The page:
When you think about the Boston Red Sox bullpen, usually the first thing that comes to mind is Craig Kimbrel. He dominated last season after scuffling in his first season with the Red Sox in 2016. However, there’s someone in the Red Sox bullpen that’s pitching better than Kimbrel right now, and his name is Matt Barnes. Barnes has been a member of the Red Sox for his whole career all the way back to 2012. At first he was a starter but he was quickly converted into a reliever after a short time with the big league club. Once he was converted, he was an average reliever with a high velocity fastball that could touch 99 miles per hour.
This year, though, he’s elevated his game to the next level. His FIP and xFIP so far are both in the top ten among all qualified relievers. His WAR and strikeout rates also fall inside the top ten. Simply put, Barnes has been dominant this season. Kimbrel does have a higher average leverage index, so he’s pitching in more high pressure situations, but Barnes has still been the better pitcher thus far. In case you don’t believe me, here is a comparison of Matt Barnes this year to what Craig Kimbrel is doing.
Barnes Vs Kimbrel
It’s pretty incredible to have numbers that are almost identical with one of this generation’s best closers. The most surprising part is how Barnes remained in relative obscurity even while posting these type of numbers. A good portion of Barnes’ success comes from how well he’s locating his pitches. He mainly uses a four-seam fastball and curveball but occasionally mixes in a splitter that’s more like a changeup, as well as a slider. The location of the four-seam and curveball are basically perfect. He’s keeping the four-seamer at the edges of the strike zone and he often “climbs the ladder,” garnering a 20.7 percent whiff rate on pitches in the top two zones (in red).
Locating the four-seamer has given him a 32.5 percent non-contact strikes and allowing him to achieve a career low isolated power of .100. Having this much success with the fastball allows Barnes to utilize his curveball as a strikeout pitch. Of the 74 strikeouts Barnes has this season, 32 of them come off the curveball. He’s walked a total of 25 batters so far and only seven of those walks were on the curveball. He’s only give up two extra base hits and no home runs off the curveball. The chart below illustrates his curveball command.
Locating the curveball this well has given him a .236 wOBA against the pitch and a career high 41.32 percent whiff per swing rate. Not to mention a career low in isolated power off of the curveball at .030. The location is just part of Barnes success though, tunneling his pitches, specifically the four-seamer and curveball together is the lynchpin of Barnes’ 2018 success. From the side, the curveball tunnels right with the fastball until about 20 feet from the plate when it breaks sharply down. From the top, there is no difference between the two pitches till about 10 feet away from the plate.
By tunneling his pitches in this manner it’s incredibly hard for hitters to discern what pitch they’re seeing. Here’s a perfect example of the results of tunneling the pitches well.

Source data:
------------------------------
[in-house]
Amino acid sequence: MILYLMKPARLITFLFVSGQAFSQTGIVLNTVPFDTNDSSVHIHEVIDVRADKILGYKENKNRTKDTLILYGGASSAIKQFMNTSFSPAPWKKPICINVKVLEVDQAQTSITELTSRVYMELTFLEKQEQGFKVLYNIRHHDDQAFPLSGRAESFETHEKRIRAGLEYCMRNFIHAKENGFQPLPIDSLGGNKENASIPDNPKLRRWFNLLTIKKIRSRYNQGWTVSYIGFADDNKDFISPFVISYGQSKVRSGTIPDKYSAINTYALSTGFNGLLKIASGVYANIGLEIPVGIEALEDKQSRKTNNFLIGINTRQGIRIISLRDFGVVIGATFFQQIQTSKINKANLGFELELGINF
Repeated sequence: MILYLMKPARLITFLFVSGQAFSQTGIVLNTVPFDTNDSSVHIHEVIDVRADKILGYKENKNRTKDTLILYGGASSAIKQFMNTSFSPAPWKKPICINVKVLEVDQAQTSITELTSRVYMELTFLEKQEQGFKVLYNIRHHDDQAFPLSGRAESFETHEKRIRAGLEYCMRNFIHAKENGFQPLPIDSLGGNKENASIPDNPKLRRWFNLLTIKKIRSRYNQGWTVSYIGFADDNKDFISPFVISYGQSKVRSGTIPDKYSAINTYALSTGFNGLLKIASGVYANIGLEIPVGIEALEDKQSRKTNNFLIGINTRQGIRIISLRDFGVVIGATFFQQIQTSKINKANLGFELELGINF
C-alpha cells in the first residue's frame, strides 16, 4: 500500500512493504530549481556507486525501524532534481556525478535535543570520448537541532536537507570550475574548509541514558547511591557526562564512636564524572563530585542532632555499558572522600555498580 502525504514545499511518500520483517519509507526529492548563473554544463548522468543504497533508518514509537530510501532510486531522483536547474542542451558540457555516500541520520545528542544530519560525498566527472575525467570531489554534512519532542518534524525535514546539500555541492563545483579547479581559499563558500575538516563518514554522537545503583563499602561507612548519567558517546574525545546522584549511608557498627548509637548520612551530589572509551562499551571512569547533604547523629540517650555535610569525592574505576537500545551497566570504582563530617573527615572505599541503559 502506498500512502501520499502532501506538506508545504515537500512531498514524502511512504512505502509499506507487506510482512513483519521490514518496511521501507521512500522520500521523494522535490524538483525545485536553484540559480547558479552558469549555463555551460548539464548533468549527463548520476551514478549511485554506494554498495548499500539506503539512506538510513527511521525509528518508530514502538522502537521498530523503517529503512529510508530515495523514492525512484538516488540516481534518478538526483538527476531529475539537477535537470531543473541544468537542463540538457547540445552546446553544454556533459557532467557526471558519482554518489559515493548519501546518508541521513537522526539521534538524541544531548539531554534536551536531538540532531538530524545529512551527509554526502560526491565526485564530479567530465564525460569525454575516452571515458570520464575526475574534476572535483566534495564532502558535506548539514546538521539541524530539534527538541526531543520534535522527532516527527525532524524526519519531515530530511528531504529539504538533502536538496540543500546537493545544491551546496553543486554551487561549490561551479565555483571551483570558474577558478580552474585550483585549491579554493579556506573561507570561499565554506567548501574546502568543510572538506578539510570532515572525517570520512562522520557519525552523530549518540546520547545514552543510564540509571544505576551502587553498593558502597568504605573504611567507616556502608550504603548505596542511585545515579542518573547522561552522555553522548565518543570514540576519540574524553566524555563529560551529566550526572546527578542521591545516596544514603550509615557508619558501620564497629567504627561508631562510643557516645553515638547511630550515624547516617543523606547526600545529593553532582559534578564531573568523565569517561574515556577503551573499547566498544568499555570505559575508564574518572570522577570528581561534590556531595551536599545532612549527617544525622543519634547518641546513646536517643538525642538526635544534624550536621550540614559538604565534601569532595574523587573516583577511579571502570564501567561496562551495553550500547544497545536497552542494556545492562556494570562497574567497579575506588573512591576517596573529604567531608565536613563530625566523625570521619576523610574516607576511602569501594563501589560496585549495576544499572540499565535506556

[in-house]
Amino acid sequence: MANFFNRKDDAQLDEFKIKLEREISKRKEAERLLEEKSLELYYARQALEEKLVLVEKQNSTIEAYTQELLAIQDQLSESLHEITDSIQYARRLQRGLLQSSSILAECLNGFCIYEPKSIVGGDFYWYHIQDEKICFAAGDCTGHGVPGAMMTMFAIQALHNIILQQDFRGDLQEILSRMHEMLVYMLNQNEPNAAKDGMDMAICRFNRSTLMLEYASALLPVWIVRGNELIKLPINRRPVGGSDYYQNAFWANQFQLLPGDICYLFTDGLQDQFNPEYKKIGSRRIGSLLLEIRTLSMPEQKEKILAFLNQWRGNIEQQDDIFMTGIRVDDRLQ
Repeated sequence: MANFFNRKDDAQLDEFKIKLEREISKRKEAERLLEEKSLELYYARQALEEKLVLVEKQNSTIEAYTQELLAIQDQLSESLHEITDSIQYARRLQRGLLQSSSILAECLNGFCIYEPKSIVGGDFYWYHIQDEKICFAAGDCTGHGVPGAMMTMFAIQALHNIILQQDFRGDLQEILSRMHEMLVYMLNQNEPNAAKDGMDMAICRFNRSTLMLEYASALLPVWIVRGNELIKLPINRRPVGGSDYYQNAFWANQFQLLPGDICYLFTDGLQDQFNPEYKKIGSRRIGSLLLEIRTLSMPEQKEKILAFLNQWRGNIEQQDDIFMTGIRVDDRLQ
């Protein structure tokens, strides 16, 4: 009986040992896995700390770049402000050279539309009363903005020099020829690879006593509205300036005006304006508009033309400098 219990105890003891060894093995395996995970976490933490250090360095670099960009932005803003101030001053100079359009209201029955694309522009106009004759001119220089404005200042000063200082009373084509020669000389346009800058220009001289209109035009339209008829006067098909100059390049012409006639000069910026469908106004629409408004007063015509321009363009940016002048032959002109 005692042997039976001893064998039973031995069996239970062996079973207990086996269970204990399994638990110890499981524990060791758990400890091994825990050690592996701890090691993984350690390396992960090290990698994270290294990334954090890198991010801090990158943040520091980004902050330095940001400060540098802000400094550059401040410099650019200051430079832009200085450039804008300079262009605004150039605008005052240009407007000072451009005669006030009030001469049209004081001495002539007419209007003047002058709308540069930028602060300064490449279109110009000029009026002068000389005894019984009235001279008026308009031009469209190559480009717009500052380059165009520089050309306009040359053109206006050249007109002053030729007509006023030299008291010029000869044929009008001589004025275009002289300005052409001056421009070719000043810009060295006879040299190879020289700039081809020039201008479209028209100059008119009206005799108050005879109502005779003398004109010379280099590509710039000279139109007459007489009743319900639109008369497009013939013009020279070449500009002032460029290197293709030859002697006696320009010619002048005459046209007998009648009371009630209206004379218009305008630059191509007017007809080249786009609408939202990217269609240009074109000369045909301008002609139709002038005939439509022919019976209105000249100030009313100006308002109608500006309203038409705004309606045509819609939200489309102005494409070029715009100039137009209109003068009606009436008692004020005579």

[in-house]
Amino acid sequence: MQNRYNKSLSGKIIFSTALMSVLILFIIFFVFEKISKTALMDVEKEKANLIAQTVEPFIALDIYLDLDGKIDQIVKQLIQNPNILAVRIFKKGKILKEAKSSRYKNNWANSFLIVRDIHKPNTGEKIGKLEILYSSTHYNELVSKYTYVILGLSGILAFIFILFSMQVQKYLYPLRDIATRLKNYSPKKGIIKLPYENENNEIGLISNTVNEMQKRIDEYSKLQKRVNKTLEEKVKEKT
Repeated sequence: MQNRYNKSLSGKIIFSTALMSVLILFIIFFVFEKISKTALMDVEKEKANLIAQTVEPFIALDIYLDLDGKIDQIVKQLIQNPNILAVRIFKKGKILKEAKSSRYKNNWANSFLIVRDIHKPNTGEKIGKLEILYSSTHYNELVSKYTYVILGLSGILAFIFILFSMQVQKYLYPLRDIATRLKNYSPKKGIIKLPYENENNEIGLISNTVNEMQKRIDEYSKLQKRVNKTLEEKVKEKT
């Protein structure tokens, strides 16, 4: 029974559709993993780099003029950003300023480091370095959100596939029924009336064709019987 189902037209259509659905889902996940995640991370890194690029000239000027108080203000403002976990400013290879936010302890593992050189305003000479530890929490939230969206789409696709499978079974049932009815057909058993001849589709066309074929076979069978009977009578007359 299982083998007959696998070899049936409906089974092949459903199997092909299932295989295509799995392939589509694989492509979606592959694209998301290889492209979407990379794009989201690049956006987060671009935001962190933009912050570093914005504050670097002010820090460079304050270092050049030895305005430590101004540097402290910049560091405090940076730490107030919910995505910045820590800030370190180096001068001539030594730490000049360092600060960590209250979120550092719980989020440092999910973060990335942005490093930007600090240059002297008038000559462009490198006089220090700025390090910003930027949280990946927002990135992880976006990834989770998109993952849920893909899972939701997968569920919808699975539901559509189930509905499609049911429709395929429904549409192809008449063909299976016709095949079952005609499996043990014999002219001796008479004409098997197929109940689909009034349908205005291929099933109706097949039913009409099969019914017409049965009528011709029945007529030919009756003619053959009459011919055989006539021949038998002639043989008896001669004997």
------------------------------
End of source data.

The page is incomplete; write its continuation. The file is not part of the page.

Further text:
Matt Barnes, high 97mph Fastball and 87mph Curveball (dirt), Overlay. pic.twitter.com/VOF6GZnWmI— Rob Friedman (@PitchingNinja) July 21, 2018
Another aspect to Barnes is success is how much he’s mixing in his curveball in almost all counts. He’s using it around 38 percent of the time. The only count where more than two-thirds of the pitches thrown are four-seamers is 3-0. In every other count, the curveball is used at least 29 percent of the time, which doesn’t allow hitters to establish any pattern to Barnes’ sequencing.
Barnes received a boost this year in that his velocity has ticked back up. Originally 97.3 miles per hour in 2016, his velocity saw some regression dropping down to 95.2 miles per hour last year. This year, though, he’s sitting at a comfortable 96.3 miles per hour. The high velocity adds to the difficulty of hitters to determine whether the pitch will be in or out of the strikezone for obvious reasons.
Barnes also debuted a splitter this season after dropping his changeup back in the middle off 2016. The splitter behaves like a changeup so much that Statcast reads it as a changeup. He’s thrown 42 splitters so far this season, utilizing 2.3 percent of the time. He’s received decent results, a few strikeouts and only two singles off the pitch. His slider is utilized even less, he’s only thrown 16 of them all season. He’s tallied two strikeouts with the slider and allowed one double. Neither pitch is used very often which hasn’t hurt his performance at all.
Between the solid command of his four-seamer and curveball this season, plus above average tunneling and sequencing to prevent hitters from gauging any patterns, Barnes has become one of the best relievers in the game right now. Given how well he compares to Kimbrel, the Red Sox have a solid duo to hold down games. Once they reach the postseason, we’ll really see the effect that Barnes has on shutting down the opposition and bridging the gap between starters and Kimbrel. Barnes has definitely made a splash, and we should take notice.